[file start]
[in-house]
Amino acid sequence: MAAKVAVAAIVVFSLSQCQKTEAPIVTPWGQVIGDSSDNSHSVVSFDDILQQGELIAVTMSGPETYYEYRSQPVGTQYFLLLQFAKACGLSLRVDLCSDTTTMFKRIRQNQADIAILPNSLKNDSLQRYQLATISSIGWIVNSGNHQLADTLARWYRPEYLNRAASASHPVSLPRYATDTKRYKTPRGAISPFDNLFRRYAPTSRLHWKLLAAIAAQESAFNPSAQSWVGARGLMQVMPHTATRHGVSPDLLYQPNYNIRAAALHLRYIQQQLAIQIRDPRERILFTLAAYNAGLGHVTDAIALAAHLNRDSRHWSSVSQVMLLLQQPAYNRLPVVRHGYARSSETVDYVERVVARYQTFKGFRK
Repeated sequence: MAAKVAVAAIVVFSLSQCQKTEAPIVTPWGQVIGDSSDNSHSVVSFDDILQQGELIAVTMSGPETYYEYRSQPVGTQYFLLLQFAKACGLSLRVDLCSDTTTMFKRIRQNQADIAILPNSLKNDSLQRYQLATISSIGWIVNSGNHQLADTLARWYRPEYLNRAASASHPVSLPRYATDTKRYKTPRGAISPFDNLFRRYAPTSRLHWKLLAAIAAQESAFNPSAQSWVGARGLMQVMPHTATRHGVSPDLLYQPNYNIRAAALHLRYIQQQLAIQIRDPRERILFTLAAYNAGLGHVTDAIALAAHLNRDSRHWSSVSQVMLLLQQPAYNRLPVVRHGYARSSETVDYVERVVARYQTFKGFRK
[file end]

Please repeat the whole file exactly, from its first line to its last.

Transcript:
[in-house]
Amino acid sequence: MAAKVAVAAIVVFSLSQCQKTEAPIVTPWGQVIGDSSDNSHSVVSFDDILQQGELIAVTMSGPETYYEYRSQPVGTQYFLLLQFAKACGLSLRVDLCSDTTTMFKRIRQNQADIAILPNSLKNDSLQRYQLATISSIGWIVNSGNHQLADTLARWYRPEYLNRAASASHPVSLPRYATDTKRYKTPRGAISPFDNLFRRYAPTSRLHWKLLAAIAAQESAFNPSAQSWVGARGLMQVMPHTATRHGVSPDLLYQPNYNIRAAALHLRYIQQQLAIQIRDPRERILFTLAAYNAGLGHVTDAIALAAHLNRDSRHWSSVSQVMLLLQQPAYNRLPVVRHGYARSSETVDYVERVVARYQTFKGFRK
Repeated sequence: MAAKVAVAAIVVFSLSQCQKTEAPIVTPWGQVIGDSSDNSHSVVSFDDILQQGELIAVTMSGPETYYEYRSQPVGTQYFLLLQFAKACGLSLRVDLCSDTTTMFKRIRQNQADIAILPNSLKNDSLQRYQLATISSIGWIVNSGNHQLADTLARWYRPEYLNRAASASHPVSLPRYATDTKRYKTPRGAISPFDNLFRRYAPTSRLHWKLLAAIAAQESAFNPSAQSWVGARGLMQVMPHTATRHGVSPDLLYQPNYNIRAAALHLRYIQQQLAIQIRDPRERILFTLAAYNAGLGHVTDAIALAAHLNRDSRHWSSVSQVMLLLQQPAYNRLPVVRHGYARSSETVDYVERVVARYQTFKGFRK